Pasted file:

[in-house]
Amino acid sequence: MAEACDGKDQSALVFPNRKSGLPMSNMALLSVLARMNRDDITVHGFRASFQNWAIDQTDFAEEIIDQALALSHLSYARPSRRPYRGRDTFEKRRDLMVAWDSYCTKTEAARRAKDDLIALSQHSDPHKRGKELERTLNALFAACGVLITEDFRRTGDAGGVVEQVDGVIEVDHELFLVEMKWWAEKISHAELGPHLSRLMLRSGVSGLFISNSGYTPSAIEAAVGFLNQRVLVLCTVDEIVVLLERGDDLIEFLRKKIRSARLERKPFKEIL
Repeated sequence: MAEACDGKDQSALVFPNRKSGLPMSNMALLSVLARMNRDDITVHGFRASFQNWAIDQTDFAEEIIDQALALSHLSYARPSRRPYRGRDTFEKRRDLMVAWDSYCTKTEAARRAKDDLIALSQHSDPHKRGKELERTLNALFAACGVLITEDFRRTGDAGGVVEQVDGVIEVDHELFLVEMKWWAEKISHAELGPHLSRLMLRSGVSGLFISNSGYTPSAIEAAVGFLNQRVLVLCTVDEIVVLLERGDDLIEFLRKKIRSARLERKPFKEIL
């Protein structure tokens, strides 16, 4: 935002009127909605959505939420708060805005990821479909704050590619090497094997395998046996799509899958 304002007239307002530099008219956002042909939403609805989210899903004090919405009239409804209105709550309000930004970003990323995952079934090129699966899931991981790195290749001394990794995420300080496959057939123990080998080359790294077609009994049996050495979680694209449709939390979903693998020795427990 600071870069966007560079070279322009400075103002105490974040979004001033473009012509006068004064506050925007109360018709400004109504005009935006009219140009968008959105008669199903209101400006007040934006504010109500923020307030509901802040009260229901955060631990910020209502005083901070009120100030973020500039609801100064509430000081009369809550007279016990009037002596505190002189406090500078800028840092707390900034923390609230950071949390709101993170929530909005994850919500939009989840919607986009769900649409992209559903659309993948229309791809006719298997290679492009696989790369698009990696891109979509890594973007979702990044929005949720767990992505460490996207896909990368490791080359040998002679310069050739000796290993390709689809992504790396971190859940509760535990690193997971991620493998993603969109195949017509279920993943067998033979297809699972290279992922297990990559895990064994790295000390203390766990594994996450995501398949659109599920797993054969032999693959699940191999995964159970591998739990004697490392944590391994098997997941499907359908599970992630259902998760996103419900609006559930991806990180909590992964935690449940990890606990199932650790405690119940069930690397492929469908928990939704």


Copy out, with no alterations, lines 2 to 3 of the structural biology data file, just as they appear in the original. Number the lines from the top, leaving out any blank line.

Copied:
Amino acid sequence: MAEACDGKDQSALVFPNRKSGLPMSNMALLSVLARMNRDDITVHGFRASFQNWAIDQTDFAEEIIDQALALSHLSYARPSRRPYRGRDTFEKRRDLMVAWDSYCTKTEAARRAKDDLIALSQHSDPHKRGKELERTLNALFAACGVLITEDFRRTGDAGGVVEQVDGVIEVDHELFLVEMKWWAEKISHAELGPHLSRLMLRSGVSGLFISNSGYTPSAIEAAVGFLNQRVLVLCTVDEIVVLLERGDDLIEFLRKKIRSARLERKPFKEIL
Repeated sequence: MAEACDGKDQSALVFPNRKSGLPMSNMALLSVLARMNRDDITVHGFRASFQNWAIDQTDFAEEIIDQALALSHLSYARPSRRPYRGRDTFEKRRDLMVAWDSYCTKTEAARRAKDDLIALSQHSDPHKRGKELERTLNALFAACGVLITEDFRRTGDAGGVVEQVDGVIEVDHELFLVEMKWWAEKISHAELGPHLSRLMLRSGVSGLFISNSGYTPSAIEAAVGFLNQRVLVLCTVDEIVVLLERGDDLIEFLRKKIRSARLERKPFKEIL